’s Mark Kurowski reflects on the maddening way and the wonderful way in which God is incomprehensible.  This reflection is not about a God who is understandable, warm and fuzzy all the time.  Listen at your own risk of being inpired. Who knows the mind of God?  Listen to this podcast of his reflection on the readings for 21st Sunday of Ordinary Time to find out. Please read Romans 11:33-36.  #Prayer #Sermons #Homilyhelper #TwoSonsRoseWindow #JohnHenryCardinalNewman #GodOwesMeNothing, this is Mark Kurowski with a reflection for Sunday,   8/24/2014 The 21st   Sunday of Ordinary Time.

Please pause this audio and read Romans 11:33-36.

There was a father who had two sons. The first son was entering the stage of life where he was expected to leave home. This son was so tired of living with his parents he could scream. Being at that juncture of life where he wanted to live by his own rules, the son saw everything through that lens. His parents, as far as he was concerned, were control freaks that had no business being so oppressive.

          The second son was a person who struggled with depression. This son needed to keep a schedule to keep his depression in check. Proper sleep, proper eating and proper exercise were important to keeping depression at bay. Unfortunately, as with most people who struggle with depression, the anxiety was hard to fight and it lead to all kinds of irregularities of schedule. This in turn led to more depression which led to more anxiety, and thus the spiral would turn.

          The Father of the two sons felt he needed to step in and insist that the second son rest and let the family help him. The first son felt as though the father should keep out of everyone’s business when it just didn’t seem to matter. An argument ensued. The first son, taking issue with the father and defending the second son’s bad judgment, was hurtful and mean spirited, letting out all of his frustration on the father who argued for a bit and then left.

          After a while, the father went and sought out the first son.

          “You don’t understand,” said the father to his son, “to you I am limiting your brother’s freedom. For me, I am trying to save his life.”

          “How unsearchable are his judgments and how inscrutable his ways!” are the judgments and ways of the Father in heaven.

          John Henry Cardinal Newman spoke about the role of theology in the public University as a necessity. He said that the colleges and departments of a university are like the long glass petals in a rose window. You know how a rose window has the little window in the middle and from it the other windows shoot out like rays from the Sun. Newman said that each department of a University are like the petals of a rose window, except theology. He said that theology is the center window.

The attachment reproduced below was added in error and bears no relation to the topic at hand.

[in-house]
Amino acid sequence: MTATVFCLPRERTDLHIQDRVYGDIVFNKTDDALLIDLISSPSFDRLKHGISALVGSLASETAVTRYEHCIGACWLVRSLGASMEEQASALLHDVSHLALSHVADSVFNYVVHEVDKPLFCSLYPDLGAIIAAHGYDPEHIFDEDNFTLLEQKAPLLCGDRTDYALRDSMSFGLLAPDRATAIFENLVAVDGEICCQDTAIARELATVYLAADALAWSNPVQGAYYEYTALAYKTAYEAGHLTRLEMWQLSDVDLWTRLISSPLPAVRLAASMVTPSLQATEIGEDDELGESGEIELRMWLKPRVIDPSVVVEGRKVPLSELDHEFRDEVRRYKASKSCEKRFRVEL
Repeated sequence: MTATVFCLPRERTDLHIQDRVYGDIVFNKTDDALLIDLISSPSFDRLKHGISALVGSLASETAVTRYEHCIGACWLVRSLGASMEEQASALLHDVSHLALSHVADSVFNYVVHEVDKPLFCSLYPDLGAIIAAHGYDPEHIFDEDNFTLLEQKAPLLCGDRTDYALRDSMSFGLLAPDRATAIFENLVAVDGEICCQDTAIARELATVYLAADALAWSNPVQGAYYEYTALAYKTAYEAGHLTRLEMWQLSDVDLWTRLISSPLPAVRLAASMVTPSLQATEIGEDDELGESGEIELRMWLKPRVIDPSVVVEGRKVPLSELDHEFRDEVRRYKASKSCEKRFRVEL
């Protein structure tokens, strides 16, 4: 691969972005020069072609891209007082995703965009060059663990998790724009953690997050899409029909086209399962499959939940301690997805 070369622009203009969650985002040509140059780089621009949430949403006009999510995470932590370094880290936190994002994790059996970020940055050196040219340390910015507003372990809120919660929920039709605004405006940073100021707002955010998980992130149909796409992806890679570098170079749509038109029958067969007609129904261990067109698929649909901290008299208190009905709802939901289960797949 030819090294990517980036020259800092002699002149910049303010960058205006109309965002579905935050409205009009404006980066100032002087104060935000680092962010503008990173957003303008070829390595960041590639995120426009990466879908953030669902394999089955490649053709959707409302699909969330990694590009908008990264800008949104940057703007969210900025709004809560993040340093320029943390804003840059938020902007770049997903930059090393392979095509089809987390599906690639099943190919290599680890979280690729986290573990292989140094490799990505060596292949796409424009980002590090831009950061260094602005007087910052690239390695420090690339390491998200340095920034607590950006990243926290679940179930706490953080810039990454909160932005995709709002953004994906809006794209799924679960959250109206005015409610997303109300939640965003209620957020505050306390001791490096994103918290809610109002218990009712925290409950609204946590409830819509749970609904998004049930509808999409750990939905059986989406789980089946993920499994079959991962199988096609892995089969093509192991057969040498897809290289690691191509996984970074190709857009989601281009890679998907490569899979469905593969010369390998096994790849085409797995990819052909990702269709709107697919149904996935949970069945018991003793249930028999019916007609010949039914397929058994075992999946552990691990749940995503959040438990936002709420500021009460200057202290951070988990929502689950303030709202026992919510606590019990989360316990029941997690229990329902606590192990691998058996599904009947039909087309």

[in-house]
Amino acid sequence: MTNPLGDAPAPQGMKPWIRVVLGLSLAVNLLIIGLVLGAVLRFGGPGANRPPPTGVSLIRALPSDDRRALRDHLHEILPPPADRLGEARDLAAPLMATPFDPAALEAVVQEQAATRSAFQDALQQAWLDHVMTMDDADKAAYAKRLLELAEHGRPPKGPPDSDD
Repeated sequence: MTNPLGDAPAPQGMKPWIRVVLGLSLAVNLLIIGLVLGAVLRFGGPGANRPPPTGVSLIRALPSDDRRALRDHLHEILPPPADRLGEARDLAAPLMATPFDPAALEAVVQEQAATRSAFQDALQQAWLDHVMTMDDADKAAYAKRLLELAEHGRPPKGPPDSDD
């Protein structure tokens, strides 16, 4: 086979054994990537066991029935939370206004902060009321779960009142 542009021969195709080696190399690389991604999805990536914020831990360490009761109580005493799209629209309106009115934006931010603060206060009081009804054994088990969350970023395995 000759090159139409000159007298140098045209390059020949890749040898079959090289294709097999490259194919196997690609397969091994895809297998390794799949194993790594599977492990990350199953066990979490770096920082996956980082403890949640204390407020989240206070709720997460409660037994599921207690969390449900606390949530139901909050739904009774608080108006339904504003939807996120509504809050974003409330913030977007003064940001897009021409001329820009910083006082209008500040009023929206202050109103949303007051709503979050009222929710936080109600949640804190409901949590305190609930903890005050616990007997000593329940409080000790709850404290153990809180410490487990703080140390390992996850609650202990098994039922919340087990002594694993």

The other departments of a University will compete to be the most important petal and if they grow, then the rose window would look out of shape and not in its proper order. That is because each discipline of a University has its own philosophy that is germane to the topic at hand. Scientists think that science is the best and should judge social work by scientific evidence alone, for example.

          Newman said that theology alone is the discipline that considers every other discipline within its thought. There is a place for science within thinking about God. There is a place for sociology when thinking about God. There is a proper ordering of everything under the Sun in relation to God. Theology alone is the center of the rose window.

          In a sense, the center of the rose window sits atop the others. It can view what the petals of the rose window cannot see in their position across from and next to the other petals. It is like God. God is “above” us. He sees like the father of the two boys sees. There are things that we never expect to happen or reasons that cannot be fathomed by us that happen because God knows what we don’t. The father knew about his second son’s needs, which the first son could never think of because he is a son and not a father, caring for everyone.

          I, for one, feel much better about having a God we cannot understand fully, as the quote from Job, cited by Paul in this passage from Romans, indicates. “Who has known the mind of the Lord, or who has given him counsel?” the passage from Job asks. Some people I have known are insulted by this notion, that God is superior in intellect than we are. It is good that God is smarter than us, because he wouldn’t be much of a God to follow if he weren’t. God has got to be different than us and disagree with us because he sees everything over and above.